KATHMANDU—A Tibetan youth detained for his role in a nonviolent protest has been beaten to death by police, Tibetan sources say.
Pema Tsepak, 24, a resident of Punda town in the Dzogang county of Tibet’s Chamdo prefecture, had been held in police custody for his role in a demonstration against Chinese rule in Tsawa Dzogang since Jan. 20.
A Tibetan who would not give his name, but said he was from Punda town, said Chinese authorities were trying to cover up the circumstances of Pema Tsepak’s death.
“Chinese officials said he jumped off a building, but we believe he was beaten to death and then thrown off the building,” the man said.
Tibetans in exile, originally residents of the same area, said that contacts there had informed them of the incident.
Namgyal Tsering, a Tibetan living in Delhi, India, said in an interview that Pema Tsepak had been hospitalized following mistreatment at the hands of his captors.
“He was so severely beaten that his kidneys and intestines were badly damaged. He was initially taken to Dzogang [county] hospital, but they could not treat him, and they took him to Chamdo hospital instead,” Tsering said.
Another Tibetan, who did not give his name, said he saw Pema Tsepak in handcuffs as authorities brought him to Dzogang county hospital to treat his injuries.
Nyima Norbu, a Tibetan living in Dharamsala, India, seat of the Tibetan government-in-exile, said that local officials had confirmed Pema Tsepak’s death.
“Chinese police informed Dzogang officials that Pema Tsepak had died in Chamdo and that his body will be cremated there,” Nyima Norbu, also a Dzogang native, said.
Ruled a suicide
Jamyang, the brother of a Tibetan official from Punda town where Pema Tsepak lived, said that one family member of each of the three detainees had traveled to Dzogang to visit with them.
They were told upon arrival that the detainees had been moved to Chamdo.
“Only one person could go to visit them in Chamdo. Finally Lobsang Jampa, the elder brother of Pema Tsepak, was taken there. When he reached Chamdo, he was informed that his brother Pema Tsepak had jumped from the top of a building and died,” Jamyang said, in an interview from Canada.
Calls seeking comment from police in Chamdo went unanswered.
Jamyang said that while Lobsang Jampa traveled to Chamdo, a convoy of 18 vehicles, including army trucks carrying soldiers and officials, arrived in Punda town and began searching the homes of the detainees.
“They searched the homes of the [detainees] and took away photos of His Holiness the Dalai Lama. When officials reached Pema Tsepak's home, they informed his family members of his death. They said that Pema Tsepak had attacked a police officer with a knife and then jumped from the window of the building and died,” Jamyang said.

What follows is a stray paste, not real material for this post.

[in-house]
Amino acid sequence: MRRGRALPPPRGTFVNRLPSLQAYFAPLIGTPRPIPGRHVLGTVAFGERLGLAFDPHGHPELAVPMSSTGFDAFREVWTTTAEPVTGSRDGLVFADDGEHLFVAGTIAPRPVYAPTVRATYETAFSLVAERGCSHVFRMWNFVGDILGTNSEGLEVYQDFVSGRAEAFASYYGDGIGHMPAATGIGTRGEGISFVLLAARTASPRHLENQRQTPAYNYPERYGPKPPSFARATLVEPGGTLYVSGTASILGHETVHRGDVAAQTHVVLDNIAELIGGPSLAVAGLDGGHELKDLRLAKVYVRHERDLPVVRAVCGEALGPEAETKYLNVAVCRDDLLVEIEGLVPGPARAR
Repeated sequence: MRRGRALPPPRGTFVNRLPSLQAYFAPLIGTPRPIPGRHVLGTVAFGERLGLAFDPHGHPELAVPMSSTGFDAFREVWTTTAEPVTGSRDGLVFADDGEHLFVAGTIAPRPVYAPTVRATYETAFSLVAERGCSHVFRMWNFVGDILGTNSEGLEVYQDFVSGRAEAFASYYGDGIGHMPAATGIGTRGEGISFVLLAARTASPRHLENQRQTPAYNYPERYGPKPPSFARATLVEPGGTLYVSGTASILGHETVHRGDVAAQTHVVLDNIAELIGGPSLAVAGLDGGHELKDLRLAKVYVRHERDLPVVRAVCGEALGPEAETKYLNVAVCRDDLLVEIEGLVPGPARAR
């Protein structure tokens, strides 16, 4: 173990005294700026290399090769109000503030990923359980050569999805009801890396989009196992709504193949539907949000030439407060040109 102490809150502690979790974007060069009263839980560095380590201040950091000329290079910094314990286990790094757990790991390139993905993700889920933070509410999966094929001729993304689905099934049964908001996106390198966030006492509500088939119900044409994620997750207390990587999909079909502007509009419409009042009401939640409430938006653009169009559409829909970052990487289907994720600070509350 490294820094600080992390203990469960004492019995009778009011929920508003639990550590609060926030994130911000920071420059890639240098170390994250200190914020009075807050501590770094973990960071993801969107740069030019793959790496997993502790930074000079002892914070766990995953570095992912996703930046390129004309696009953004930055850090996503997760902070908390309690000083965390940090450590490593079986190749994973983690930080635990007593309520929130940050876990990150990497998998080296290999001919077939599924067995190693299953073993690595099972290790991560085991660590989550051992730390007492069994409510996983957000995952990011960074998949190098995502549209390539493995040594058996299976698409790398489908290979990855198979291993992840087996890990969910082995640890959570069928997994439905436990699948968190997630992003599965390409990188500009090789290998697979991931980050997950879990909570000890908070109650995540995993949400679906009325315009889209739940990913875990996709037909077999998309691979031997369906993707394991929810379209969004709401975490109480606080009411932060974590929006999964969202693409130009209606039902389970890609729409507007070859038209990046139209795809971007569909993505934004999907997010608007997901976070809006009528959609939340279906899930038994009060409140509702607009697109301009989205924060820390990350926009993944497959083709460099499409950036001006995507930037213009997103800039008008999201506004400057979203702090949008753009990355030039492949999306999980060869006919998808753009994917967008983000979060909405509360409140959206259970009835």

Protesters rounded up
On Jan. 20, Pema Tsepak, Thinley Ngodrub, 24; and his brother Thargyal, 23, were attacked and detained by police as they walked towards the local police headquarters in Tsawa Dzogang. They were carrying a white banner reading “Independence for Tibet,” distributing fliers, and shouting slogans against Chinese rule.
A 19 year-old girl named Dechen Wangmo, found in possession of Pema Tsepak’s mobile phone, was also detained.
Namgyal Tsering said that in a separate incident on Jan. 22, three Tibetans, including Thinley Gyatso, 44; Tashi Norbu, 29; and Lobsang Lhamo, 27, were also detained immediately after staging a protest.
“Except for one boy, the rest are all from Punda town," he said.
Nyima Norbu said that Thinley Gyatso, Dechen Wangmo, and Lobsang Lhamo had been released, but that the others were still in custody.
“Tashi Norbu is detained at the Dzogang county jail, while the other two protestors are still detained in Chamdo,” he said.
Tensions in the Tibetan region are expected to escalate around the one-year anniversary of a crackdown in March 2008 on anti-China demonstrations and the 50th anniversary, also in March, of a failed national rebellion.
China’s Sichuan province and other Tibetan-populated areas of China saw repeated protests last year following demonstrations in the Tibetan capital, Lhasa, which led to violent riots on March 14.
Tibet’s government in exile said more than 200 Tibetans were killed in the subsequent region-wide crackdown. China has meanwhile reported police as having killed just one “insurgent” and blames Tibetan “rioters” for the deaths of 21 people.
Original reporting by Dorjee Damdul for RFA’s Tibetan service. Translated by Karma Dorjee. Tibetan service director: Jigme Ngapo. Written in English by Joshua Lipes.